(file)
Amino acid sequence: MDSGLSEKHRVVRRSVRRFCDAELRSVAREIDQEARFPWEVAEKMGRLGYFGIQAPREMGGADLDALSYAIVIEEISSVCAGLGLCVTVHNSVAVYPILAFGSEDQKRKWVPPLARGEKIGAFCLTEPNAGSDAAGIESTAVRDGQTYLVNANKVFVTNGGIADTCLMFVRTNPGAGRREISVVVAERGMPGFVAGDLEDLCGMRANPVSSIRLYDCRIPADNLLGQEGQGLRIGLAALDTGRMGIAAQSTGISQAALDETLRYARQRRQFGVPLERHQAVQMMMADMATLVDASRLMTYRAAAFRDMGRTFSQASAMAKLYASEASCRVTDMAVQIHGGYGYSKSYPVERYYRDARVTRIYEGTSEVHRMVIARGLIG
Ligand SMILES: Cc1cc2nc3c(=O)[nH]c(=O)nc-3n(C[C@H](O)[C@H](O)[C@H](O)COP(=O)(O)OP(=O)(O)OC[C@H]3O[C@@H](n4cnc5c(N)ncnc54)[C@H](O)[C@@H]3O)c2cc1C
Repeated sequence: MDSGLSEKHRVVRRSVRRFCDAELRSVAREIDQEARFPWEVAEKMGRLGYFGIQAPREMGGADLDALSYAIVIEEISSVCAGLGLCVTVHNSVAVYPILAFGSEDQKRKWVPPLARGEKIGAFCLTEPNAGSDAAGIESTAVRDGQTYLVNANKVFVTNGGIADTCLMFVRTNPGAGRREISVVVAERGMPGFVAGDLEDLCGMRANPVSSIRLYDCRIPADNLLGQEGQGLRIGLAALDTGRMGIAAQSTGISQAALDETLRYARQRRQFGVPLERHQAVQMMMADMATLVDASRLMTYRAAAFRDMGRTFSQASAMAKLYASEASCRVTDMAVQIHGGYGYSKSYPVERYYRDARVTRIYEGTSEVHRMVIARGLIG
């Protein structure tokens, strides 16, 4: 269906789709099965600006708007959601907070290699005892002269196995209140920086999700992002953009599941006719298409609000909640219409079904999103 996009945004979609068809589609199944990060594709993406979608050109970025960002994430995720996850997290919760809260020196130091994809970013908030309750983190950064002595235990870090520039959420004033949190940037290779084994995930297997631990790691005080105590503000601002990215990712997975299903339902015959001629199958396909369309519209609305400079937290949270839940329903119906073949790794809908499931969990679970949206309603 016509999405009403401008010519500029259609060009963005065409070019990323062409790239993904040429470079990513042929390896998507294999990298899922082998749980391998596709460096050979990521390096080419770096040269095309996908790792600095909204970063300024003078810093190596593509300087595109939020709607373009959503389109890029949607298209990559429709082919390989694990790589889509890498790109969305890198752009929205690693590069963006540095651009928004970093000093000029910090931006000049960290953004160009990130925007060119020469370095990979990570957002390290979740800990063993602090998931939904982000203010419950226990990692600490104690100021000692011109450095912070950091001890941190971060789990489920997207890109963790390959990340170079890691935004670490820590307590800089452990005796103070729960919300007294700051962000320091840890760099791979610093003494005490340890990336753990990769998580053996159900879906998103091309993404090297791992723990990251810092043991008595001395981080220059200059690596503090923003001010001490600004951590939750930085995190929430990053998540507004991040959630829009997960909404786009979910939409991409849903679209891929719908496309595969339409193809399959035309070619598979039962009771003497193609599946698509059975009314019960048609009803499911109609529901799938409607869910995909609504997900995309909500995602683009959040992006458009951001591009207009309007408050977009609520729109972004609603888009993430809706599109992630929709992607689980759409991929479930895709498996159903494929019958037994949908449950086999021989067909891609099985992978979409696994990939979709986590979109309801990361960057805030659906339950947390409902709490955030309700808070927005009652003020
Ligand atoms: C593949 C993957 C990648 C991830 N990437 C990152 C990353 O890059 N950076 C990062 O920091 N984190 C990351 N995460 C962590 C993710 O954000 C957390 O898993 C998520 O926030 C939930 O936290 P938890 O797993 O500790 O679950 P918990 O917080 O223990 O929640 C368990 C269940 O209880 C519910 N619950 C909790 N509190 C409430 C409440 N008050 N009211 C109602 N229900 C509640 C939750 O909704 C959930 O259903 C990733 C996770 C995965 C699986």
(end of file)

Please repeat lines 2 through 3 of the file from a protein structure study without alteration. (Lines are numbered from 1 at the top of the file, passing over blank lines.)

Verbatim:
Ligand SMILES: Cc1cc2nc3c(=O)[nH]c(=O)nc-3n(C[C@H](O)[C@H](O)[C@H](O)COP(=O)(O)OP(=O)(O)OC[C@H]3O[C@@H](n4cnc5c(N)ncnc54)[C@H](O)[C@@H]3O)c2cc1C
Repeated sequence: MDSGLSEKHRVVRRSVRRFCDAELRSVAREIDQEARFPWEVAEKMGRLGYFGIQAPREMGGADLDALSYAIVIEEISSVCAGLGLCVTVHNSVAVYPILAFGSEDQKRKWVPPLARGEKIGAFCLTEPNAGSDAAGIESTAVRDGQTYLVNANKVFVTNGGIADTCLMFVRTNPGAGRREISVVVAERGMPGFVAGDLEDLCGMRANPVSSIRLYDCRIPADNLLGQEGQGLRIGLAALDTGRMGIAAQSTGISQAALDETLRYARQRRQFGVPLERHQAVQMMMADMATLVDASRLMTYRAAAFRDMGRTFSQASAMAKLYASEASCRVTDMAVQIHGGYGYSKSYPVERYYRDARVTRIYEGTSEVHRMVIARGLIG